Aspen Times Staff Writer
So many splendid golf courses, such a deplorable swing.
Though it might appear like I’m only warming up on the golf course, most times it’s for real and I just whiffed, missing the ball entirely (but not necessarily the divot).
If there’s one genre of sport that fully escapes me from a participatory perspective, it’s the country-club set. Anything with racquets or clubs, and I’m at a loss.
Not that I haven’t tried. I was exposed to both golf and tennis growing up, but I seem to have devoted more time to scavenging for lost balls than hitting them.
And over the years as sports editor at The Aspen Times, I’ve received countless offers to play all of the valley’s courses, public and private. Each time I decline – “Really, I can’t play” – and pass on the offers to our sports columnist, Todd Hartley, an avid golfer himself who invariably accepts.
Todd once tried to give me a “lesson” at the Ranch at Roaring Fork. The experiment failed, most poignantly at the sub-100-yard eighth hole, where I plunked three consecutive “drives” into the small water hazard (pond?) before safely jerking one across.
In fact, the only par I’ve ever scored was on a beautiful, if soggy, links course in Dungarven, Ireland, three springs ago while playing in a foursome with my dad, sister and brother. My brother, the only golfer among us, opened the proceedings prophetically by launching his first drive into a sheep pasture adjacent to the fairway.
By the third hole, I was ankle-deep in muck, chasing my ball into a swamp. As I tried to “spray” the ball back out onto the fairway, I instead splatter-painted myself with mud and only pounded the ball deeper into the mire.
Then a rainstorm forced my dad and sister off our prescribed nine-hole outing after No. 5, and my brother and I played on in the downpour. It worsened as we arrived at the ninth tee, escalating into a full-blown hailstorm – with balls a third the size of the golf balls bouncing all around us.
But this great distraction was what I needed, apparently, because I pinged my drive into the fairway a good ways and managed an iron-shot to the lip of the green. That left me two shots to make par; my final putt caromed from hailstone to hailstone – like a “plinko chip” on “The Price is Right” game board – and into the hole. With that, we called it a good day and squished back to the clubhouse.
Sometime later, a buddy from Chicago sent me a set of irons – my first – in the mail. I purchased a vintage red-and-white, fake patent-leather Titleist bag for $20 at Gracy’s and found a cheap putter at the Thrift Shop.
I was ready, so Todd and I launched the grand experiment. And I still couldn’t hit the ball most times, and certainly not straight or with any consistency.
The clubs gathered dust for the next two years in my storage closet.
Then another one of those offers came in, this time from Alden Richards, the executive director of the Aspen Junior Golf Foundation (AJGF) and a pro instructor. Would I like a lesson?
Within half an hour, I was striking balls straight and true each time. Well, at least it seemed that way inside the new AJGF clubhouse, where I hit into a net and then got to review my swings on a video display.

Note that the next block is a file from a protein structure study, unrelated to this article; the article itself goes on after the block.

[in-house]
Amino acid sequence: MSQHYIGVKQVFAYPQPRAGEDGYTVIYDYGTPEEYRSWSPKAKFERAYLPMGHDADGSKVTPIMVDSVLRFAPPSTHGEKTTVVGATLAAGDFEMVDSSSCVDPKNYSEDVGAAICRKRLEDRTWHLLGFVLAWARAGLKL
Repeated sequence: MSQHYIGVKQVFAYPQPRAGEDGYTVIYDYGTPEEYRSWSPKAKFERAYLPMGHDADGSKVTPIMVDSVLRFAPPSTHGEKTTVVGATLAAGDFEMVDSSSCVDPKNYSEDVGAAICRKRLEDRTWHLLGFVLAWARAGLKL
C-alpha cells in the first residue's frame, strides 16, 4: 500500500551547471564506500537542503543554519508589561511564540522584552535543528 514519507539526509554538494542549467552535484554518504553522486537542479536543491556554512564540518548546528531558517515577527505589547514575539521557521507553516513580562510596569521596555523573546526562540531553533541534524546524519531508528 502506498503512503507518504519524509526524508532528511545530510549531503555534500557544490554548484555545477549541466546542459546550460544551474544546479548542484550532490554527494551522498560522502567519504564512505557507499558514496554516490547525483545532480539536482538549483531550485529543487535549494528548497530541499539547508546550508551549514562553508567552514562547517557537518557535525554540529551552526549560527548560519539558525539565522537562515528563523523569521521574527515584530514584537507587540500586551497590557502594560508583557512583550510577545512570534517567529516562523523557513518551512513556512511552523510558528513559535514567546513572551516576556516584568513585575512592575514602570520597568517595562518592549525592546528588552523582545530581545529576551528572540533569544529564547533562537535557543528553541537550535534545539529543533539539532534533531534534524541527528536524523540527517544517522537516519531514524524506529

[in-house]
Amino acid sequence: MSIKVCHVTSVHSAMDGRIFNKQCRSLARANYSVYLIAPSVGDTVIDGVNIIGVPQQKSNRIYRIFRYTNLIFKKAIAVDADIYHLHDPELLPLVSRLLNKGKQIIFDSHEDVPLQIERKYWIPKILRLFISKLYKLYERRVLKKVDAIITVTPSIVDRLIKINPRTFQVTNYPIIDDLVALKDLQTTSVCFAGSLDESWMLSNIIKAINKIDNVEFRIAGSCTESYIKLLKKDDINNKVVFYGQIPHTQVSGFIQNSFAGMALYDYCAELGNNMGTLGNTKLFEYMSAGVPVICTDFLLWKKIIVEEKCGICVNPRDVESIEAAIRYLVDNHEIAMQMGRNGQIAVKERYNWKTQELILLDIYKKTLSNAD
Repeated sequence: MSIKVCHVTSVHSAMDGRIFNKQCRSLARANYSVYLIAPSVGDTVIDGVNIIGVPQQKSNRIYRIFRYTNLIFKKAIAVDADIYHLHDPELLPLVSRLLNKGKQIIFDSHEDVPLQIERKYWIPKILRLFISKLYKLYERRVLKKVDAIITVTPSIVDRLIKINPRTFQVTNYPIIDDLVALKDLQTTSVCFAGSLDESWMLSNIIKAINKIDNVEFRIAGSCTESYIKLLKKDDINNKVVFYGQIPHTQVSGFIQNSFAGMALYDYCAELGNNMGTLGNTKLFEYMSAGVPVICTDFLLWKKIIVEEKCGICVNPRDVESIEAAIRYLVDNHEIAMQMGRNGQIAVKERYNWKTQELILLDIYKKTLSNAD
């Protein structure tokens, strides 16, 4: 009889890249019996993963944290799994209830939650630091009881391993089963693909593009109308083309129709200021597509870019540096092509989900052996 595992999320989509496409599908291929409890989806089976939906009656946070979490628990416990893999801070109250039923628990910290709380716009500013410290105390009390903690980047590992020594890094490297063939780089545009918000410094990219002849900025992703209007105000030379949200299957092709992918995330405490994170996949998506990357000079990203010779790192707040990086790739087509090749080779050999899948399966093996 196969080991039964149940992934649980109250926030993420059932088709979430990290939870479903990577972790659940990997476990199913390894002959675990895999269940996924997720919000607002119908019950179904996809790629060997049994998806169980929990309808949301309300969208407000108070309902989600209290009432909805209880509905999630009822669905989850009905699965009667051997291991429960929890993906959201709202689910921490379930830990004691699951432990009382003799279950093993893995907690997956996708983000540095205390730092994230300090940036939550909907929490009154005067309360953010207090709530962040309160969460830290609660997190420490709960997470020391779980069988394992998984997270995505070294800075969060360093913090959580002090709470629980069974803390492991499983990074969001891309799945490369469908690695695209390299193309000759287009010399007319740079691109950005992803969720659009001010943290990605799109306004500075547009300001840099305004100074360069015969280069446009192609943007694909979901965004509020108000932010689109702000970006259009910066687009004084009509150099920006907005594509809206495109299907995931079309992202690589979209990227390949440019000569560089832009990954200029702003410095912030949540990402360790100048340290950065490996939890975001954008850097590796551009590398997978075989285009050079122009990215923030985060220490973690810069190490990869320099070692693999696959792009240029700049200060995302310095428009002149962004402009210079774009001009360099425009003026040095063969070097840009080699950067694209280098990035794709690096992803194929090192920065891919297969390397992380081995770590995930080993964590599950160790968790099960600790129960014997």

After an hour, I’d internalized some of the fundamental mechanics Richards was talking about and went out to the range for a real test drive. To my amazement, it was the same thing: the same “ping” with each hit (or, rather, most hits) and another thing – a smile.
Just then I got an inkling of understanding about golf – of what motivates passionate players to drive to Grand Junction in January to play, of why it’s a weekly (at least) ritual for guys like Todd, of why this week the range was full of bartenders and waiters and other night crawlers taking advantage of early season-pass specials at the Aspen Golf Club.
All the courses in the valley are now open, from Aspen to Glenwood and in between. The Glenwood Springs Golf Club, incidentally, has been open for more than a month, and the new, private Ironbridge Golf Club in Glenwood Springs will hold its grand opening May 1. The Snowmass Club, currently closed for an extensive redesign, hopes for an August reopening, though a spokesman said that remains an optimistic goal.
Just “fore” kids
One of these days, a tiger’s going to come of these woods.
Richards knows it, and he smiles at the thought.
During my lesson with Richards, the phone rings every couple of minutes. AJGF is gearing up for its 16th summer season of offering youths ages 5 through 18 inexpensive golf instruction and play. While the summer program doesn’t begin for another six weeks, in early June, parents are eager to sign up their kids.
Each year, more than 300 kids participate in the program, as well as in the newly created “Junior Tour in the Rockies” youth tournaments throughout the valley.
“This is an opportunity for all kids to get involved in the game of golf and have fun,” said Richards. “There’s a lot for them to take advantage of.”
AJGF is one of two major programs for valley youth to learn the game of golf. The other is run by Doug Rohrbaugh, the former AJGF director, at River Valley Ranch in Carbondale.
Other programs are offered at the Ranch at Roaring Fork and the Roaring Fork Club in Basalt.
River Valley Ranch’s program is similar to Aspen’s in that it’s affordable and accessible. Classes run weekday mornings in the summer and, like AJGF’s, open in early June.
Getting involved, in fact, is merely a matter of getting in the swing of things.
For information about the Aspen Junior Golf Foundation, call 920-3221; for information about the River Valley Ranch Junior Golf Program, call 963-3625.
Tim Mutrie’s e-mail address is email@example.com
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The coronavirus pandemic provided an unlikely springboard for the Aspen Brain Institute’s programs, allowing them to go virtual and global and sustain a large audience outside of its Aspen bubble.